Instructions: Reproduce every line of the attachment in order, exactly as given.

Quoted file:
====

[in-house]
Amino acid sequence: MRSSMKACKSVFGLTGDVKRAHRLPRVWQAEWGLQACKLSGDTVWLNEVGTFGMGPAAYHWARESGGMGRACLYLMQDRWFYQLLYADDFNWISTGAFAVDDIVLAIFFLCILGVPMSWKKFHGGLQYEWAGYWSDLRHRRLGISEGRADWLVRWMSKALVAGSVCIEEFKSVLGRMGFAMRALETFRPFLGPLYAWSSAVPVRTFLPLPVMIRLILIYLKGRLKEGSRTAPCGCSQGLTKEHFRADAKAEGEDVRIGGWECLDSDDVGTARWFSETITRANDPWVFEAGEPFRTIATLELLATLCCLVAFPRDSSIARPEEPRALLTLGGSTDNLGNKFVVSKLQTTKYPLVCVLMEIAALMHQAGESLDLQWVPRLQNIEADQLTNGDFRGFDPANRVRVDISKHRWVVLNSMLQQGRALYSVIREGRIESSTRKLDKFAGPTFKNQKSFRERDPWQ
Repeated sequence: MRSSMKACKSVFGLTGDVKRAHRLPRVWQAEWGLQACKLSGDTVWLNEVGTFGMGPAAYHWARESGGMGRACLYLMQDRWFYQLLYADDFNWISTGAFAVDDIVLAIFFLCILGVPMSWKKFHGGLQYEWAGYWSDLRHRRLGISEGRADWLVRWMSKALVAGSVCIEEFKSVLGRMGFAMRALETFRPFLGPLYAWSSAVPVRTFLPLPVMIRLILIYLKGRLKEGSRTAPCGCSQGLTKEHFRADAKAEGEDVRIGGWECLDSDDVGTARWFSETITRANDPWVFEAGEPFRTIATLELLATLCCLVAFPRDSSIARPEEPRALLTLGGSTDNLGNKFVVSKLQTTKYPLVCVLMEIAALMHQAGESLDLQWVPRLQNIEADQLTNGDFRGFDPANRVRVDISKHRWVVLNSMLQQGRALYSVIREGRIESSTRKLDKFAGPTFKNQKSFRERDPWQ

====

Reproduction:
[in-house]
Amino acid sequence: MRSSMKACKSVFGLTGDVKRAHRLPRVWQAEWGLQACKLSGDTVWLNEVGTFGMGPAAYHWARESGGMGRACLYLMQDRWFYQLLYADDFNWISTGAFAVDDIVLAIFFLCILGVPMSWKKFHGGLQYEWAGYWSDLRHRRLGISEGRADWLVRWMSKALVAGSVCIEEFKSVLGRMGFAMRALETFRPFLGPLYAWSSAVPVRTFLPLPVMIRLILIYLKGRLKEGSRTAPCGCSQGLTKEHFRADAKAEGEDVRIGGWECLDSDDVGTARWFSETITRANDPWVFEAGEPFRTIATLELLATLCCLVAFPRDSSIARPEEPRALLTLGGSTDNLGNKFVVSKLQTTKYPLVCVLMEIAALMHQAGESLDLQWVPRLQNIEADQLTNGDFRGFDPANRVRVDISKHRWVVLNSMLQQGRALYSVIREGRIESSTRKLDKFAGPTFKNQKSFRERDPWQ
Repeated sequence: MRSSMKACKSVFGLTGDVKRAHRLPRVWQAEWGLQACKLSGDTVWLNEVGTFGMGPAAYHWARESGGMGRACLYLMQDRWFYQLLYADDFNWISTGAFAVDDIVLAIFFLCILGVPMSWKKFHGGLQYEWAGYWSDLRHRRLGISEGRADWLVRWMSKALVAGSVCIEEFKSVLGRMGFAMRALETFRPFLGPLYAWSSAVPVRTFLPLPVMIRLILIYLKGRLKEGSRTAPCGCSQGLTKEHFRADAKAEGEDVRIGGWECLDSDDVGTARWFSETITRANDPWVFEAGEPFRTIATLELLATLCCLVAFPRDSSIARPEEPRALLTLGGSTDNLGNKFVVSKLQTTKYPLVCVLMEIAALMHQAGESLDLQWVPRLQNIEADQLTNGDFRGFDPANRVRVDISKHRWVVLNSMLQQGRALYSVIREGRIESSTRKLDKFAGPTFKNQKSFRERDPWQ